See also: The standard model -- Supersymmetry -- CP symmetry violation -- Dark energy -- Magnetic monopoles
There are more things in heaven and earth, Horatio,|
Than are dreamt of in your philosophy.
William Shakespeare - Hamlet, I.v.166
Baryonic dark matter
"Hot" dark matter: neutrinos
Magnetic monopoles, cosmic strings, membranes
Dark energy and quintessence
Kaluza-Klein dark matter
But of course, the distinction isn't quite as clearcut as it may seem. According to the special theory of relativity, matter and energy are in some sense equivalent: E = mc2. Matter and energy can transform into each other. So what is special about "stuff" when it has the form of matter as opposed to energy? The answer, as far as we will be concerned, is that matter has a nonzero amount of "mass" -- the "m" in the equation above -- while energy does not. (Even this definition could be debated. Fundamental particles called "neutrinos" were considered to be matter long before it was established that neutrinos have nonzero mass. Fortunately, this is no longer an issue.)
Nevertheless, we've only shifted the question. Now the problem is to define what "mass" is. Before the general theory of relativity came along, physics recognized two manifestations of mass. First, there was mass as related to the force of gravity. Between any two material objects there is a gravitational force determined by the equation
F = Gm1m2 / r2where G is a constant of proportionality (Newton's gravitational constant), m1 and m2 are the masses of the objects, and r is the distance between the centers of mass of the objects. From this equation it follows that if any object had zero mass, it would not experience a gravitational force with other objects. This is the main reason we count something as matter only if it has nonzero mass.
But there is another property an object can have, which is also called mass, and it enters into a different law. This is Newton's second law of motion, which states that the velocity of an object can change (in magnitude or direction) only if a force is applied. Acceleration is another name for change of velocity, and it is related to force by the equation F = ma, where F is the force, a is the acceleration, and m is the mass of the object.
Now, a priori, there is no reason to suppose that the property of an object called mass in this sense, more precisely inertial mass, because it measures inertia, i. e. resistance to change of velocity, is the same as mass in the previous sense, gravitational mass. However, no one ever observed a situation in which the two sorts of mass were different for the same object, so it was routinely assumed that they were the same, without enquiring too deeply about why this was.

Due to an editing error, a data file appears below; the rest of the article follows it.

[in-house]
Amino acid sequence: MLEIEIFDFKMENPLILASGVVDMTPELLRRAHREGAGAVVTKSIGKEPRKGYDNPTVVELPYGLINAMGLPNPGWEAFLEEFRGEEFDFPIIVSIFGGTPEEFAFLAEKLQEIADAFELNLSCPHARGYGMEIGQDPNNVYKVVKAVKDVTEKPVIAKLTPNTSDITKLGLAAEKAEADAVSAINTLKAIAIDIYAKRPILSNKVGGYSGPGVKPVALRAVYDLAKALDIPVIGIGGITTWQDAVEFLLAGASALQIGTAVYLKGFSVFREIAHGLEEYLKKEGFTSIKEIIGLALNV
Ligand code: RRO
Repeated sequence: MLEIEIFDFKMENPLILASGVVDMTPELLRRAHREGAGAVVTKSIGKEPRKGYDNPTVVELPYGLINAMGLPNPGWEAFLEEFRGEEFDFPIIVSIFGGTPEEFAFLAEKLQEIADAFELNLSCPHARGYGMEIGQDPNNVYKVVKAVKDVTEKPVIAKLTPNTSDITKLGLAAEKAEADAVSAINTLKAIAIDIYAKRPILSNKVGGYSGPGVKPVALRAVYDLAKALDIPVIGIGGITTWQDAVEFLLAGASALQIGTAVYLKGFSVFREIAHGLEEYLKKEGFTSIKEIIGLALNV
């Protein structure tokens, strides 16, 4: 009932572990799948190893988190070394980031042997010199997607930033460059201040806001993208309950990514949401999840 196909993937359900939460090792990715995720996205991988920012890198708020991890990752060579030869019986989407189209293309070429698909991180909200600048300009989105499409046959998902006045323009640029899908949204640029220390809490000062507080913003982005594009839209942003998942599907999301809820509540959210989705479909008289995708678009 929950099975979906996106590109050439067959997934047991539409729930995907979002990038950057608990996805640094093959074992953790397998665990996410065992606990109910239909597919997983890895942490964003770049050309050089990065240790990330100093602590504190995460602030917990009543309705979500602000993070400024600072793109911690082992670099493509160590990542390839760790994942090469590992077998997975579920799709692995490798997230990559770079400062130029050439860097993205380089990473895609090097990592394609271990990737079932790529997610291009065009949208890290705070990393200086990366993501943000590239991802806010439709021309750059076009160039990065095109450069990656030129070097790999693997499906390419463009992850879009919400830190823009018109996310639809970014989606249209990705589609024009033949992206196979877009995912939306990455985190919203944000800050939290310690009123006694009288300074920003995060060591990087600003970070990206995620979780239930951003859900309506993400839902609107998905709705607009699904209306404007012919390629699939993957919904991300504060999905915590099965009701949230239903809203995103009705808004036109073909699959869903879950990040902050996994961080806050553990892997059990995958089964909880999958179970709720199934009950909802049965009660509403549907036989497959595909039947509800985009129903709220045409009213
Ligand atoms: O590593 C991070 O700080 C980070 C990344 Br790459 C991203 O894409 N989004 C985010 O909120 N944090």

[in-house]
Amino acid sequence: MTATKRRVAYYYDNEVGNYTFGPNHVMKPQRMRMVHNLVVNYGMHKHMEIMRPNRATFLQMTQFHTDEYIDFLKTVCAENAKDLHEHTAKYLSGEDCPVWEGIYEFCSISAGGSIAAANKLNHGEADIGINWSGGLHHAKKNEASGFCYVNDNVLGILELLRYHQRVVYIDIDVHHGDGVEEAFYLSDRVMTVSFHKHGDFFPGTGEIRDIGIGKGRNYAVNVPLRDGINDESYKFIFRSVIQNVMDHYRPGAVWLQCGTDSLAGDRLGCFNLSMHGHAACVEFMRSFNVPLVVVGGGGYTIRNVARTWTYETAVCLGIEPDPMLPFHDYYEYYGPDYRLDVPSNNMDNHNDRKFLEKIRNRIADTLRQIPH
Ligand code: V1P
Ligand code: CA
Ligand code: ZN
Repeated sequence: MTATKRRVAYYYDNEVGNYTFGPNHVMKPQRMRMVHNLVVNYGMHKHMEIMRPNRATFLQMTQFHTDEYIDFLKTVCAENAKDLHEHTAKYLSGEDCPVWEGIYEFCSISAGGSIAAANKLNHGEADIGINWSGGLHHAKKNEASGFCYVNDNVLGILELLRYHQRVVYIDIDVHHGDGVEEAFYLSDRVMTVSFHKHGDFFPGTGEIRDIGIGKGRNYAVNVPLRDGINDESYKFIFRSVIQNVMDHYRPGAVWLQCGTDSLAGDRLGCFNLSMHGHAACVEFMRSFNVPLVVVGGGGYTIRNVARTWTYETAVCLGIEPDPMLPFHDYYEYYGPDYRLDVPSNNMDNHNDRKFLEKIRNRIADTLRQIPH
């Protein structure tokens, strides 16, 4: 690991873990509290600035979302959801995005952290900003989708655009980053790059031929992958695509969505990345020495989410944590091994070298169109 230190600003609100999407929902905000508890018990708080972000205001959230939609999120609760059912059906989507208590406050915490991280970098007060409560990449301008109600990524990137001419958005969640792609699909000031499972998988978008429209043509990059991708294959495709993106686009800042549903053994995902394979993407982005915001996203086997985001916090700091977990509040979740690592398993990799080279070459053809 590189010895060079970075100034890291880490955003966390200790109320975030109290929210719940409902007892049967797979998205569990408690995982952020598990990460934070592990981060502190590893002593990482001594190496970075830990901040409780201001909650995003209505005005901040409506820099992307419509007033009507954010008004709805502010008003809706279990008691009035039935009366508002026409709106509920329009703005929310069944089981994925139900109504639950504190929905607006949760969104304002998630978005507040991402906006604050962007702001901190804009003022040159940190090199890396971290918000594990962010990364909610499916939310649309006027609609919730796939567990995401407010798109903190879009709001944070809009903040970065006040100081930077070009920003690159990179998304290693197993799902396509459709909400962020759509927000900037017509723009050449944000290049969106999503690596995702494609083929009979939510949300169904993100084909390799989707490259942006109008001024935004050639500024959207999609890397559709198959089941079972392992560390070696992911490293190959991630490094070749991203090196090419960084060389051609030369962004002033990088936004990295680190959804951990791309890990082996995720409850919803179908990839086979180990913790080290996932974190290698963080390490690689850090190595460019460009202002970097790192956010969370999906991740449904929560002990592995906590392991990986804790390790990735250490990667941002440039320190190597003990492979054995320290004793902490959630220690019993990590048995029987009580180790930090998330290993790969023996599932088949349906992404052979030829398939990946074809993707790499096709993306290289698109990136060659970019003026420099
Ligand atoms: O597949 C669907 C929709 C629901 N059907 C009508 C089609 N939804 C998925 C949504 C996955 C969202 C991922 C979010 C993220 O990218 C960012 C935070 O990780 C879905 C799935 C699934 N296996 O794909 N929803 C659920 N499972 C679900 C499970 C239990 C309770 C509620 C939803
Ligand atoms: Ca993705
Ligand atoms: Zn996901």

In formulating the general theory of relativity, Einstein didn't explain this either, but he did make it a fundamental postulate, known as the equivalence principle, which says there is no way to distinguish the two sorts of mass. Stated differently, there is no way to distinguish the force on an object due to acceleration from the force due to gravitation, as long as all you can measure is the force itself, and not the motion of the object or the presence of a gravitational field. From this, it was possible to relate both types of mass to local curvature of space itself. Simply put, there is no mass anywhere space is locally flat, and nonzero mass only if space is curved to some degree at the location of the mass. Matter having mass "causes" space to curve, and the curvature produces the force known as gravity.
That's it. We really know nothing more about the nature of mass than that. If this is all we know, why bother even with this discussion? The answer is that it suggests two ways that astronomers can detect the presence of objects having mass -- matter, in other words -- and yet remain confident they are talking about the same thing. The first way is by looking at the motion of large visible objects like stars and galaxies. It must be possible to account for any observable motion in terms of the presence of matter, whether or not all the matter itself is visible. The existence of matter can be deduced from the motion of visible objects, even if the matter is not visible.
This was one of the great successes of Newton's theory of gravity and his laws of motion. It could predict very precisely how the planets of the solar system move, and could even account for changes in the orbits of asteroids and comets when they happened to come close to large planets like Jupiter. The theory predicted the existence of Pluto long before it was observed, because of peculiarities in the orbit of Neptune. One consequence of these laws of motion is that the planets do not revolve around the Sun as if they were attached to a rigid wheel. That is, each planet revolves around the Sun at a different rate, and the farther a planet is from the Sun, the longer it takes. In other words, the length of a year is different for each planet. It varies from about 88 days for Mercury to 248 years for Pluto.